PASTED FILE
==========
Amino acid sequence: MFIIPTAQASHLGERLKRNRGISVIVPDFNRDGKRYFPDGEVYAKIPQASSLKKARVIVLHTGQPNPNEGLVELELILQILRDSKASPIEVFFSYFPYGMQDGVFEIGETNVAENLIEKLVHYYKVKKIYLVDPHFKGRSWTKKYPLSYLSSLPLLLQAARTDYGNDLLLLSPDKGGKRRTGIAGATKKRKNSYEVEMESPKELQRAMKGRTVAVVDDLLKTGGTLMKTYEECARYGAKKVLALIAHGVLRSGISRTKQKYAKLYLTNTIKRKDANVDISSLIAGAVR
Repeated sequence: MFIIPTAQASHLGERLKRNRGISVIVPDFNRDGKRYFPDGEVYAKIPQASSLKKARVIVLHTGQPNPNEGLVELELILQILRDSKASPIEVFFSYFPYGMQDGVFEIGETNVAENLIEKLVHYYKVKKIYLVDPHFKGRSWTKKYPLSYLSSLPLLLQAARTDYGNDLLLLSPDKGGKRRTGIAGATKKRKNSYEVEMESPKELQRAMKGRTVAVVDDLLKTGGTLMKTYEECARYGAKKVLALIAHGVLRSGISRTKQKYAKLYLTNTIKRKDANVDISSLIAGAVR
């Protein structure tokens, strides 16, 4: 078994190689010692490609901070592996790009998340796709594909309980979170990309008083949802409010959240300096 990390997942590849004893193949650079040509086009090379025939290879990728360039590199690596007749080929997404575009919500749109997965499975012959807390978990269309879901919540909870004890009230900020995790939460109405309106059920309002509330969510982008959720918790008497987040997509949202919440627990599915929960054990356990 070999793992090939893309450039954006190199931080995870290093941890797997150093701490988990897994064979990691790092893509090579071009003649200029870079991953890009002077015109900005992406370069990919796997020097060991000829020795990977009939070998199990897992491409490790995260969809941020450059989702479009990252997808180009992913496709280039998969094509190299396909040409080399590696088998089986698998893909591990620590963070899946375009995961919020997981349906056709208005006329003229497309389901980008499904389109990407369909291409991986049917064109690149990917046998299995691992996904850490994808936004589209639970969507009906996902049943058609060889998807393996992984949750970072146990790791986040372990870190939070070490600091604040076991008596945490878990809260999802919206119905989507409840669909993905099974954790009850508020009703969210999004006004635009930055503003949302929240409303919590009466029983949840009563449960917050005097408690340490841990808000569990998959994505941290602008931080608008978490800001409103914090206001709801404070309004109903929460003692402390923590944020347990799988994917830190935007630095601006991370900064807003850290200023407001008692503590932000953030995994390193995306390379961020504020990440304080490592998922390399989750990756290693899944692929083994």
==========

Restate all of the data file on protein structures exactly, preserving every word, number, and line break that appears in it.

Amino acid sequence: MFIIPTAQASHLGERLKRNRGISVIVPDFNRDGKRYFPDGEVYAKIPQASSLKKARVIVLHTGQPNPNEGLVELELILQILRDSKASPIEVFFSYFPYGMQDGVFEIGETNVAENLIEKLVHYYKVKKIYLVDPHFKGRSWTKKYPLSYLSSLPLLLQAARTDYGNDLLLLSPDKGGKRRTGIAGATKKRKNSYEVEMESPKELQRAMKGRTVAVVDDLLKTGGTLMKTYEECARYGAKKVLALIAHGVLRSGISRTKQKYAKLYLTNTIKRKDANVDISSLIAGAVR
Repeated sequence: MFIIPTAQASHLGERLKRNRGISVIVPDFNRDGKRYFPDGEVYAKIPQASSLKKARVIVLHTGQPNPNEGLVELELILQILRDSKASPIEVFFSYFPYGMQDGVFEIGETNVAENLIEKLVHYYKVKKIYLVDPHFKGRSWTKKYPLSYLSSLPLLLQAARTDYGNDLLLLSPDKGGKRRTGIAGATKKRKNSYEVEMESPKELQRAMKGRTVAVVDDLLKTGGTLMKTYEECARYGAKKVLALIAHGVLRSGISRTKQKYAKLYLTNTIKRKDANVDISSLIAGAVR
């Protein structure tokens, strides 16, 4: 078994190689010692490609901070592996790009998340796709594909309980979170990309008083949802409010959240300096 990390997942590849004893193949650079040509086009090379025939290879990728360039590199690596007749080929997404575009919500749109997965499975012959807390978990269309879901919540909870004890009230900020995790939460109405309106059920309002509330969510982008959720918790008497987040997509949202919440627990599915929960054990356990 070999793992090939893309450039954006190199931080995870290093941890797997150093701490988990897994064979990691790092893509090579071009003649200029870079991953890009002077015109900005992406370069990919796997020097060991000829020795990977009939070998199990897992491409490790995260969809941020450059989702479009990252997808180009992913496709280039998969094509190299396909040409080399590696088998089986698998893909591990620590963070899946375009995961919020997981349906056709208005006329003229497309389901980008499904389109990407369909291409991986049917064109690149990917046998299995691992996904850490994808936004589209639970969507009906996902049943058609060889998807393996992984949750970072146990790791986040372990870190939070070490600091604040076991008596945490878990809260999802919206119905989507409840669909993905099974954790009850508020009703969210999004006004635009930055503003949302929240409303919590009466029983949840009563449960917050005097408690340490841990808000569990998959994505941290602008931080608008978490800001409103914090206001709801404070309004109903929460003692402390923590944020347990799988994917830190935007630095601006991370900064807003850290200023407001008692503590932000953030995994390193995306390379961020504020990440304080490592998922390399989750990756290693899944692929083994």